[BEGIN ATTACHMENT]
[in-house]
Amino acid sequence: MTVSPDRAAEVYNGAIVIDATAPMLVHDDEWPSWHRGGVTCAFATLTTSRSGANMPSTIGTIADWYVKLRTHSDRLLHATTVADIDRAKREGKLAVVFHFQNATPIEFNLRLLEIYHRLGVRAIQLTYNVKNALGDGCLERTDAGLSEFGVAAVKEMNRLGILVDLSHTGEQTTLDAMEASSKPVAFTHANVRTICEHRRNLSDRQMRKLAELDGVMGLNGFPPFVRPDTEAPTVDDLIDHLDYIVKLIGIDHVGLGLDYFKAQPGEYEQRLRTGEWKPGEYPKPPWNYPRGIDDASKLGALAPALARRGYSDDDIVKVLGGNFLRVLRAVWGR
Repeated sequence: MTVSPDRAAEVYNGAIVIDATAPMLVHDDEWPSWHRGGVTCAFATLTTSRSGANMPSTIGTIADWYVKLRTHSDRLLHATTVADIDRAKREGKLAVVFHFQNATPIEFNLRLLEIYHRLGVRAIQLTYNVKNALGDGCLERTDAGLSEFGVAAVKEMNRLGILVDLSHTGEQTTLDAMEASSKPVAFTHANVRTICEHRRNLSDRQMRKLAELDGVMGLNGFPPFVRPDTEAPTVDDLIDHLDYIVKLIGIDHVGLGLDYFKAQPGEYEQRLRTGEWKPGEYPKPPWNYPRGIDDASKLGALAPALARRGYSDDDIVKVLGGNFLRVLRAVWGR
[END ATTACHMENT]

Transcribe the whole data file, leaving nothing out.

[in-house]
Amino acid sequence: MTVSPDRAAEVYNGAIVIDATAPMLVHDDEWPSWHRGGVTCAFATLTTSRSGANMPSTIGTIADWYVKLRTHSDRLLHATTVADIDRAKREGKLAVVFHFQNATPIEFNLRLLEIYHRLGVRAIQLTYNVKNALGDGCLERTDAGLSEFGVAAVKEMNRLGILVDLSHTGEQTTLDAMEASSKPVAFTHANVRTICEHRRNLSDRQMRKLAELDGVMGLNGFPPFVRPDTEAPTVDDLIDHLDYIVKLIGIDHVGLGLDYFKAQPGEYEQRLRTGEWKPGEYPKPPWNYPRGIDDASKLGALAPALARRGYSDDDIVKVLGGNFLRVLRAVWGR
Repeated sequence: MTVSPDRAAEVYNGAIVIDATAPMLVHDDEWPSWHRGGVTCAFATLTTSRSGANMPSTIGTIADWYVKLRTHSDRLLHATTVADIDRAKREGKLAVVFHFQNATPIEFNLRLLEIYHRLGVRAIQLTYNVKNALGDGCLERTDAGLSEFGVAAVKEMNRLGILVDLSHTGEQTTLDAMEASSKPVAFTHANVRTICEHRRNLSDRQMRKLAELDGVMGLNGFPPFVRPDTEAPTVDDLIDHLDYIVKLIGIDHVGLGLDYFKAQPGEYEQRLRTGEWKPGEYPKPPWNYPRGIDDASKLGALAPALARRGYSDDDIVKVLGGNFLRVLRAVWGR